Marc-André Hamelin – review

Queen Elizabeth Hall, London

This was not a programme designed to leave any doubts about Marc-André Hamelin's mastery of the piano, so it was probably unintentional that its high point should have been the least obviously taxing piece of all. But his three Debussy preludes, in particular La Puerta del Vino, its slowly strumming chords ringing like a Spanish guitar, had a quiet sense of line that on this occasion tended to go by the wayside when the notes came thicker and faster.

His encore performance of Chopin's Nocturne in D flat, Op 27 No 2, was another thing of beauty one wouldn't have expected from hearing the first half of this concert, in which phrasing seemed disappointingly low on Hamelin's list of priorities. Haydn's E minor Sonata Hob XVI 34 found the composer experimenting with the possibilities of the new-fangled fortepiano; but Hamelin, playing on a modern Yamaha grand, made the rhythmic bits sound mechanical and the quirky bits unrhythmic.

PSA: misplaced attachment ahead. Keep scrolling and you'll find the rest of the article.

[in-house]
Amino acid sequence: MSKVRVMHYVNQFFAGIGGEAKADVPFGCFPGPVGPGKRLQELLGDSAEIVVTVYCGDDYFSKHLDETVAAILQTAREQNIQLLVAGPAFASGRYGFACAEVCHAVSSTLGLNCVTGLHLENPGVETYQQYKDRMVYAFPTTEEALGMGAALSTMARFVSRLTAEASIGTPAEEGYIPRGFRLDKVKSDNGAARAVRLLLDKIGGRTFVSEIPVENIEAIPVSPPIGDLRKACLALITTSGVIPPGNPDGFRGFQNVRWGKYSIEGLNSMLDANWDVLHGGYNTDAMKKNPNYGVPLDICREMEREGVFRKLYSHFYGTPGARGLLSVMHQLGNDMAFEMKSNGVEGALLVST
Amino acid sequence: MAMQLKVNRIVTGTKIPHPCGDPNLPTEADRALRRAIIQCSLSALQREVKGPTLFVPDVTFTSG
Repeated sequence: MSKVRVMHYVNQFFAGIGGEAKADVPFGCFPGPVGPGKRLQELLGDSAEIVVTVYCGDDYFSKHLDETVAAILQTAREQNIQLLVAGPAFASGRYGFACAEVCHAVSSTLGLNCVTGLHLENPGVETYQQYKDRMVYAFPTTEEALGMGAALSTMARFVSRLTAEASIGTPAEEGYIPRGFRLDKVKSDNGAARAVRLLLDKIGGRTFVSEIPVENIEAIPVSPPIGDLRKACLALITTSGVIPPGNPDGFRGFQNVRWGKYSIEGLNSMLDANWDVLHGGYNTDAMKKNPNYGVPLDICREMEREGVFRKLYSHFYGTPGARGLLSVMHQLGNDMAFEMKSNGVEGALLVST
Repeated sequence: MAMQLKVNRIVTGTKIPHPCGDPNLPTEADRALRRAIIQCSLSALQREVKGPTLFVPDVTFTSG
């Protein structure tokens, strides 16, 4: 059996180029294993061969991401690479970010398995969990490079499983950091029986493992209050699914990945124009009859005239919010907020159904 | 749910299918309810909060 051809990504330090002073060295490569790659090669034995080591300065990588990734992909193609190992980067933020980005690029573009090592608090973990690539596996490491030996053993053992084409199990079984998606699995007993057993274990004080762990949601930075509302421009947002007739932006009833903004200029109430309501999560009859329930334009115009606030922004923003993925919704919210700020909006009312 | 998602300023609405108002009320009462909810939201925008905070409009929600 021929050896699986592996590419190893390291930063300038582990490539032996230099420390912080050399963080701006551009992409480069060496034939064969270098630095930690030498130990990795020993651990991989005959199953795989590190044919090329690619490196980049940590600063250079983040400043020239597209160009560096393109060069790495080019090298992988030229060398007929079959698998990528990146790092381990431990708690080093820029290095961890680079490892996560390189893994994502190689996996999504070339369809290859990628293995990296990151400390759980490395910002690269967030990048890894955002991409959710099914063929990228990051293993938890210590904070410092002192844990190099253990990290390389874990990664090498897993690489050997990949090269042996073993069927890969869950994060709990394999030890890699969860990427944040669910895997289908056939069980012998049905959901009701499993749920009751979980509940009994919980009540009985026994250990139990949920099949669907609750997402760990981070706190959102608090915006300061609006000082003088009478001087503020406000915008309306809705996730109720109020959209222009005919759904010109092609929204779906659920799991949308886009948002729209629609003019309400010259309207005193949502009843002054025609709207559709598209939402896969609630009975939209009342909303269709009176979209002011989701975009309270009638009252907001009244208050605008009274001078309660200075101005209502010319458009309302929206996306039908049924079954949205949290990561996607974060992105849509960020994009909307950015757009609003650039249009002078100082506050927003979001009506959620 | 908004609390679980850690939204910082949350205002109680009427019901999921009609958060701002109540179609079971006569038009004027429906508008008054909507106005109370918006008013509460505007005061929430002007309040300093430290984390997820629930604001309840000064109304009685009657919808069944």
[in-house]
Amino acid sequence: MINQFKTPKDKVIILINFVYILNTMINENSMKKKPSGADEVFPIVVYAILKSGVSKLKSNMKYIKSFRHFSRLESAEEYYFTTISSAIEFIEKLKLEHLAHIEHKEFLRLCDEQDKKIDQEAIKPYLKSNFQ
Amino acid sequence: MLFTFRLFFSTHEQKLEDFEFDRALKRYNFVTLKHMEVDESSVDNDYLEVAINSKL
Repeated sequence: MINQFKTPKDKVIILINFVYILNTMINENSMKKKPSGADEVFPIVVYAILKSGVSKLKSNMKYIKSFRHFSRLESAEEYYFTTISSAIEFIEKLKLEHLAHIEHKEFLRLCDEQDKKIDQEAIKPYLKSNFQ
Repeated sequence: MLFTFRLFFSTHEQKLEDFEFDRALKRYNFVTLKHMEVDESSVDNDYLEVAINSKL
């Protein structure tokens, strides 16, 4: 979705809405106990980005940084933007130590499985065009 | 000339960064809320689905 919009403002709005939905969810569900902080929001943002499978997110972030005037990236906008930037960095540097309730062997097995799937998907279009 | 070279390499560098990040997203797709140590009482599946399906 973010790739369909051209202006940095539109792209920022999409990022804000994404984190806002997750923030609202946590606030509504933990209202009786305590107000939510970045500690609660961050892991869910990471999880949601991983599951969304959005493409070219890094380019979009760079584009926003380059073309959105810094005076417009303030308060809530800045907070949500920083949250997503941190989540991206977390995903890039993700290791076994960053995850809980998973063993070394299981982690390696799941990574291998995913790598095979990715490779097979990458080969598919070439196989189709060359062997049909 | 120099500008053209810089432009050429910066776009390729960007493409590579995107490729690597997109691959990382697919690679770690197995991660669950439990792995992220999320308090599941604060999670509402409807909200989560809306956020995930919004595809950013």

The 22 brief movements that make up Schumann's Carnaval were a mixed bag. The best, including the Adagio, were lovely; the worst were hurried and heavy, revealing little other than Hamelin's agile fingerwork. However much thought was going into the performance, it wasn't translating into thoughtful playing.

That changed in the second half. Hamelin began with Stefan Wolpe's Passacaglia, a 1936 score revised in 1971 that wears its 12-note serialism lightly. It was unfamiliar to most of the audience but certainly not to Hamelin, playing as ever from memory, and persuasively, too. Perhaps the mood of concentration enhanced his playing of the Debussy, which followed. Finally, there was Liszt's Reminiscences on tunes from Bellini's opera Norma, a barnstorming showpiece. Amid all the bluster, Hamelin seemed to have remembered how to sing.


Erica Jeal

The GuardianTramp

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